Aspen Skiing Co. v. Cherrett (In re Cherrett)

Aspen Skiing Co. v. Cherrett (In re Cherrett), BAP No. CC-14-1056-DKiTa (B.A.P. 9th Cir. Nov. 7, 2014)
AFFIRMING the bankruptcy court, the Bankruptcy Appellate Panel of the Ninth Circuit determined that (1) the order denying the section 707(b) motion to dismiss was a final order that could be appealed immediately and (2) the bankruptcy court did not err in finding that the debtor's primary purpose in obtaining the housing loan was "primarily business/employment-oriented" and therefore not consumer debt within the meaning of section 101(8) of the Bankruptcy Code. "[T]he key factor in determining whether secured debt is consumer debt lies in the debtor's purpose in incurring the secured debt," and "[w]here the debt was incurred for more than one purpose, the primary purpose of the debt will determine its nature."
Procedural context:
Appeal from bankruptcy court's denial of a motion to dismiss for abuse under section 707(b)(1) of the Bankruptcy Code, reviewed de novo.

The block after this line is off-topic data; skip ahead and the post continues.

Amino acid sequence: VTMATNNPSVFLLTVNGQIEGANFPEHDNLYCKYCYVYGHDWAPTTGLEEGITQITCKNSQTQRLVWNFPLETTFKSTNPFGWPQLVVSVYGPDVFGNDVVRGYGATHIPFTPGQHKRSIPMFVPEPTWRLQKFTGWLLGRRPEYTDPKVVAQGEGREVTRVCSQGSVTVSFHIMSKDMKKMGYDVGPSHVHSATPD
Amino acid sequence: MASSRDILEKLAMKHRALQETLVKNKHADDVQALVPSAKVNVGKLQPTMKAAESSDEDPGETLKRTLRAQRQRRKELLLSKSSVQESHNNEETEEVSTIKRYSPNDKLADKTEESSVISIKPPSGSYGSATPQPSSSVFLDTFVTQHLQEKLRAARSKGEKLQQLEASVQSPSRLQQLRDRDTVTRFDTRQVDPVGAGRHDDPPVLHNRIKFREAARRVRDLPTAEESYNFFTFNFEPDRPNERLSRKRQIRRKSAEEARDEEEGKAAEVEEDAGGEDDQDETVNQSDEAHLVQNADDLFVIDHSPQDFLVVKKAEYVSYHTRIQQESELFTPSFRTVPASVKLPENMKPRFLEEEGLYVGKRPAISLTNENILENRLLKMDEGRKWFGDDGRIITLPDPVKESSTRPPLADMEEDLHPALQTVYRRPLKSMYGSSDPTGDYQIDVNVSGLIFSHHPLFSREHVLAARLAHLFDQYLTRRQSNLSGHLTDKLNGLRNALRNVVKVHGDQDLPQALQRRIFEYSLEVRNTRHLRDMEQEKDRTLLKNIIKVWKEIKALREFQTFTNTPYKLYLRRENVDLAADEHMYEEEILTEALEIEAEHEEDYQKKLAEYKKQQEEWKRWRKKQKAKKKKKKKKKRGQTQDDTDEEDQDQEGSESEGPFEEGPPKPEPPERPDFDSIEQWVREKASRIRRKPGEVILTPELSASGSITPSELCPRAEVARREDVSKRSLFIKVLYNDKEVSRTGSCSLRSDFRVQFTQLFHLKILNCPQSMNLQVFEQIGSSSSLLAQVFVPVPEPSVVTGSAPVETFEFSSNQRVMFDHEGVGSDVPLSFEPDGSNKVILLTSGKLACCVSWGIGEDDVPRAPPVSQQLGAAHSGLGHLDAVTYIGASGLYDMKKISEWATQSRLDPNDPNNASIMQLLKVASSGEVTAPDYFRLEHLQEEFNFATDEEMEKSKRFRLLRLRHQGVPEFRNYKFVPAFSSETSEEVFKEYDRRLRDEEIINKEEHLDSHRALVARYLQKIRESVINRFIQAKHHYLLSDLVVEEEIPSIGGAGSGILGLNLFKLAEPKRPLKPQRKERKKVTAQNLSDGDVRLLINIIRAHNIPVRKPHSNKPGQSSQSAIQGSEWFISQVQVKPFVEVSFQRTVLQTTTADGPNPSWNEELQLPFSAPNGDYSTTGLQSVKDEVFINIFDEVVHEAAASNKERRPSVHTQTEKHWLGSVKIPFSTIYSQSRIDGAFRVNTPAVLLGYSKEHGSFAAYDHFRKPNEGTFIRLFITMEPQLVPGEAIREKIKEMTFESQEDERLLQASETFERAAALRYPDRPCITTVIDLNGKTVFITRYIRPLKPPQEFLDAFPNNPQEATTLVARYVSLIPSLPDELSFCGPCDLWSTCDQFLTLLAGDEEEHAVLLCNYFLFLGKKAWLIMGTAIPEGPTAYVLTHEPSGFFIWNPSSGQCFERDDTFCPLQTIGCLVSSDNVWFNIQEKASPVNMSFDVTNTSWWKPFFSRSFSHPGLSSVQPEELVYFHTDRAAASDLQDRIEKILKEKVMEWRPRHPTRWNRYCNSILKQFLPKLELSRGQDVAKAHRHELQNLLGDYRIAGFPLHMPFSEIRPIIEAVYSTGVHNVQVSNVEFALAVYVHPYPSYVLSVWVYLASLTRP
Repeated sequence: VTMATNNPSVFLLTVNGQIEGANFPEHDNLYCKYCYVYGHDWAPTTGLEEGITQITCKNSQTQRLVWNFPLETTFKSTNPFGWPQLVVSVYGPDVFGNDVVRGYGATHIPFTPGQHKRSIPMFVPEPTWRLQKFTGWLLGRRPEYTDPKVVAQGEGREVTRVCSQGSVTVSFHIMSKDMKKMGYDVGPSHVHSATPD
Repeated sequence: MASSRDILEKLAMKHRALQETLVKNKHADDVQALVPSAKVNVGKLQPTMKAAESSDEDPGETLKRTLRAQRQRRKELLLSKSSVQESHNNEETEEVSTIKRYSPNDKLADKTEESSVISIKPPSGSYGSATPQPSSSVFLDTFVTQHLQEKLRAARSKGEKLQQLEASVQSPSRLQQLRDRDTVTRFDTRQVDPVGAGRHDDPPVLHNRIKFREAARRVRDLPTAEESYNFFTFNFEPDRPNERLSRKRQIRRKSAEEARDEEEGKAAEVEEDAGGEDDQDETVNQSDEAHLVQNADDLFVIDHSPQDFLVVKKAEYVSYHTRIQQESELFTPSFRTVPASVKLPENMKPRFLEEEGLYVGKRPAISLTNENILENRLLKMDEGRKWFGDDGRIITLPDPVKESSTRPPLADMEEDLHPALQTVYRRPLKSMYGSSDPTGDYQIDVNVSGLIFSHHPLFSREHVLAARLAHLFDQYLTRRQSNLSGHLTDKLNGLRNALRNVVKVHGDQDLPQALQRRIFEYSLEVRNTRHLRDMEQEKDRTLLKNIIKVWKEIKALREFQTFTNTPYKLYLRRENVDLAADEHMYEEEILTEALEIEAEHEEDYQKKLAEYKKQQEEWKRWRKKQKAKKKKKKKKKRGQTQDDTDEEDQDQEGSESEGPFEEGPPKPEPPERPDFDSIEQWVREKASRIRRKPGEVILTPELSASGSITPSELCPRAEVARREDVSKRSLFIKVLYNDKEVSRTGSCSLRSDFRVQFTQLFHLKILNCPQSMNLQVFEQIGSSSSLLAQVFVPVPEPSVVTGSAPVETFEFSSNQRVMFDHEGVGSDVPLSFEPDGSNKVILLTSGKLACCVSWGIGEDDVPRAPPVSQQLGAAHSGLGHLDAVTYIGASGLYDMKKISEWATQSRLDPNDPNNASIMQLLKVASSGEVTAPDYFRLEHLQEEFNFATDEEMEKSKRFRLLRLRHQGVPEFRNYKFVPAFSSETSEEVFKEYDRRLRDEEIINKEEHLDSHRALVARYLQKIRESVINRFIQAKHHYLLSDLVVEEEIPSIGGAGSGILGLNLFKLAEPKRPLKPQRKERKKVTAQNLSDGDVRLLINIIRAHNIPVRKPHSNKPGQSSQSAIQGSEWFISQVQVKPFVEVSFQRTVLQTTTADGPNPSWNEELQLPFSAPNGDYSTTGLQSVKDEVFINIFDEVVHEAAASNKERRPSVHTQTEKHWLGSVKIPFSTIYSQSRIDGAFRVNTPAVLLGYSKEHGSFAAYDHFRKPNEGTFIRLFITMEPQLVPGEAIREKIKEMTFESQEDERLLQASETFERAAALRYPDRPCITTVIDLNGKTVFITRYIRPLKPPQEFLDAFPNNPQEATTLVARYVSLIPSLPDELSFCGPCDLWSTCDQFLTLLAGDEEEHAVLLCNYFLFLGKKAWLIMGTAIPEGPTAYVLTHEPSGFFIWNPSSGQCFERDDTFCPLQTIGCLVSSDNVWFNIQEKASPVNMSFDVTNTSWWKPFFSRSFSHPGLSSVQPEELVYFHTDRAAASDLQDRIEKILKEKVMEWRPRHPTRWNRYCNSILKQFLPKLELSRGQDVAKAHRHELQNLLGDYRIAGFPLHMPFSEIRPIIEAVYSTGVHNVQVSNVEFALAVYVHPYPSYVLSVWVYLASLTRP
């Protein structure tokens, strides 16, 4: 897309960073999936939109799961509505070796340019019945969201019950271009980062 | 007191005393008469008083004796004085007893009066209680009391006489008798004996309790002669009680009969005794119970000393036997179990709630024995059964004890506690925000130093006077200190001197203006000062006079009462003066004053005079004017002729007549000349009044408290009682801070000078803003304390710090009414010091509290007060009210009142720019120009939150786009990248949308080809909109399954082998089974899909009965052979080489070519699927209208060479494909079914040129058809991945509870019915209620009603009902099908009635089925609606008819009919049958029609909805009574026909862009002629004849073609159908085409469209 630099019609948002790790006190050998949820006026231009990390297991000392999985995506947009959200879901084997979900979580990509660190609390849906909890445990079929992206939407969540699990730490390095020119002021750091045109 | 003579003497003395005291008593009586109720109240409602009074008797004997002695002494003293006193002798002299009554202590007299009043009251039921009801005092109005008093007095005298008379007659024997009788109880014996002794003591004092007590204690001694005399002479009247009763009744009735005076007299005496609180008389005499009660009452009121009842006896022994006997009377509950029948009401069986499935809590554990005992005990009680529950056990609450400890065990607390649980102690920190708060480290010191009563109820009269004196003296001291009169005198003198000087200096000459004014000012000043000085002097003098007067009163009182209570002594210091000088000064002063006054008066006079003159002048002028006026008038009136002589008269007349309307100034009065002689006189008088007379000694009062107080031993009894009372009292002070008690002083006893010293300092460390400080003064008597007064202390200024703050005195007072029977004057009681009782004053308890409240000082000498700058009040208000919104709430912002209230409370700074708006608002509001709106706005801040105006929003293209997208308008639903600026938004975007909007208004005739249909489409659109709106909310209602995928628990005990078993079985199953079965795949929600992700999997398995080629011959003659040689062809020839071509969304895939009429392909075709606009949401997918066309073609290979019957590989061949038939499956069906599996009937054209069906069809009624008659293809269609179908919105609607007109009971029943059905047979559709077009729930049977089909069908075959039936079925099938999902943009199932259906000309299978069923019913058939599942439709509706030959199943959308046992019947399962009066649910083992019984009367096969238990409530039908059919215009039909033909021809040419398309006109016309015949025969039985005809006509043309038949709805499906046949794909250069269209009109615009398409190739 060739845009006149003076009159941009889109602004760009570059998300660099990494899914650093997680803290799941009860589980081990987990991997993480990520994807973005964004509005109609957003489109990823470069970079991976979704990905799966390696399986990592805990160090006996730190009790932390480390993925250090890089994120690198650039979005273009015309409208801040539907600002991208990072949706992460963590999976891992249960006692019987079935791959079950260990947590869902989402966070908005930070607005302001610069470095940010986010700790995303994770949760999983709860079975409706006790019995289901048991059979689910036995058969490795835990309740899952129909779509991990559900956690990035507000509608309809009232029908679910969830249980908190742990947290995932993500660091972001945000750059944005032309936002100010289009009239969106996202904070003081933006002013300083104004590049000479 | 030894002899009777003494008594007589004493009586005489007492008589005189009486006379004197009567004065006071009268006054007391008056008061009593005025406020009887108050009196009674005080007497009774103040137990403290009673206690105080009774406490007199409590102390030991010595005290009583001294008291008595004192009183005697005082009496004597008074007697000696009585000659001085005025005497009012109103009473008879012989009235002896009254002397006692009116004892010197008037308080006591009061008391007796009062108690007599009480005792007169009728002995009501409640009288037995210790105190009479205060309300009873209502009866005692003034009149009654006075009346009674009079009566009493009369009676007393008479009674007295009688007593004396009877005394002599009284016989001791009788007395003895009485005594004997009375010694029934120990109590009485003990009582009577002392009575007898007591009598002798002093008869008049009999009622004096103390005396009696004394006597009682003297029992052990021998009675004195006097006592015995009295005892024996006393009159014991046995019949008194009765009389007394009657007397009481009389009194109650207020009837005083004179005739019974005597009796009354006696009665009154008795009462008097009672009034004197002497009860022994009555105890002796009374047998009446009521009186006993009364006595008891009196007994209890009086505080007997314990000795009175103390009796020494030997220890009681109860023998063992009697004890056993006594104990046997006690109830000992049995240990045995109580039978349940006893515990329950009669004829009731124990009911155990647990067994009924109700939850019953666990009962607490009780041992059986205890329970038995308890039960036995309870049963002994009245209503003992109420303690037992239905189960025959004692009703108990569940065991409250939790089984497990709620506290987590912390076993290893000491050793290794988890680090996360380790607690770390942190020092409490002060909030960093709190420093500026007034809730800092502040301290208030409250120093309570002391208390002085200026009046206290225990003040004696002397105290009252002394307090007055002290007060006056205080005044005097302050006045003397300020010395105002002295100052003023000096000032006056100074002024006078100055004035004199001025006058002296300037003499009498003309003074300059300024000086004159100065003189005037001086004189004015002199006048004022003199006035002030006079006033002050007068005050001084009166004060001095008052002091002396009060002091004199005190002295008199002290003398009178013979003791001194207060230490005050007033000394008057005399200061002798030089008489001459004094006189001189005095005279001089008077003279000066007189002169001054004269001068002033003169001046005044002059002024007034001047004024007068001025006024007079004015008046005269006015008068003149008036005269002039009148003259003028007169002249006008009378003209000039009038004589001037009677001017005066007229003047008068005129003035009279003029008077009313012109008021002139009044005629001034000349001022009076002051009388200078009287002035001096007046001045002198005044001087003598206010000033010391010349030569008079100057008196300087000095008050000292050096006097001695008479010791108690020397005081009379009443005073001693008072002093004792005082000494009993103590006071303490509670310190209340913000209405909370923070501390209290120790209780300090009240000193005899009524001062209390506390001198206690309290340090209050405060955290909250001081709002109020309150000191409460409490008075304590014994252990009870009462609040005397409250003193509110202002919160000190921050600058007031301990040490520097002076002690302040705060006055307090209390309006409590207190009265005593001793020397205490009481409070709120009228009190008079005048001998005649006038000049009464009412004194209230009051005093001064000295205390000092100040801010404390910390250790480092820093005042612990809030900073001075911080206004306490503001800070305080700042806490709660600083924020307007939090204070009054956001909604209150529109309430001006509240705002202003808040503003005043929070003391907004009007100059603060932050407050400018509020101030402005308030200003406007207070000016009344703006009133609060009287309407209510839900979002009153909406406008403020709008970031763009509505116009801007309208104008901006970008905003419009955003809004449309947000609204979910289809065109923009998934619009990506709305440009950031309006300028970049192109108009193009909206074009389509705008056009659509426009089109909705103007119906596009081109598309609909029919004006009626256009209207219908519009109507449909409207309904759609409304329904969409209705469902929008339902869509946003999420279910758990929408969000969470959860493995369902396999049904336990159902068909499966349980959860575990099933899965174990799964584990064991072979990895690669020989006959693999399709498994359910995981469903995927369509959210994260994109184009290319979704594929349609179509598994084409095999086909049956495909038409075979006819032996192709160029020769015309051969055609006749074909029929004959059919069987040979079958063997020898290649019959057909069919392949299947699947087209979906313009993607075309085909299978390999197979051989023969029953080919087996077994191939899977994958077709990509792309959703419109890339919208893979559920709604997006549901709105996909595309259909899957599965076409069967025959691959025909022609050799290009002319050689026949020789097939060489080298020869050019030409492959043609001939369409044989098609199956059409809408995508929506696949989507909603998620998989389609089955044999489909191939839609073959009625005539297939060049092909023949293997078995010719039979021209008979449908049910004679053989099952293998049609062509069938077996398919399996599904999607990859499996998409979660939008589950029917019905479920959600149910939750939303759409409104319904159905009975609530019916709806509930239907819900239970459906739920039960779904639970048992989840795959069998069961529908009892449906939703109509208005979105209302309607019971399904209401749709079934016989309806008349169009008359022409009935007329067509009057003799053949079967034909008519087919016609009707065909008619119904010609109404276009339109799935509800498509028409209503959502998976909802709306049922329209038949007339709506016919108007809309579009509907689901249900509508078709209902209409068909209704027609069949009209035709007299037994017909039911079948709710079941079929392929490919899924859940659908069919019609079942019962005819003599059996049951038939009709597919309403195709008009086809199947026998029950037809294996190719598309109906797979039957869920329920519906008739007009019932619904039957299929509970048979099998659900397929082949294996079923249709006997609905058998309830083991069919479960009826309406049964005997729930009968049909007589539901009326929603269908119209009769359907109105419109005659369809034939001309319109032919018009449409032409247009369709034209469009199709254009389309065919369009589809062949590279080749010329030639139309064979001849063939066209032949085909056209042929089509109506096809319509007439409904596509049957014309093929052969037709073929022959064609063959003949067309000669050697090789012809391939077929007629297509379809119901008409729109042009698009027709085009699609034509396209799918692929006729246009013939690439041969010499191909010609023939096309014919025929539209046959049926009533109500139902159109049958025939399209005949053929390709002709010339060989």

The bankruptcy court denied debtor's former employer's motion to dismiss chapter 7 case for abuse under section 707(b)(1) of the Bankruptcy Code and Rule 1017 of the Federal Rules of Bankruptcy Procedure. Employer argued that debtor had sufficient projected disposable income to pay creditors through a chapter 13 plan. In particular, the employer contended that debtor's debts were primarily consumer debts, and that a housing loan sponsored by the employer (which comprised most of debtor's debt) was a consumer debt under section 101(8) of the Bankruptcy Code. The bankruptcy court denied the motion and found that debtor's debts were not primarily consumer debts.

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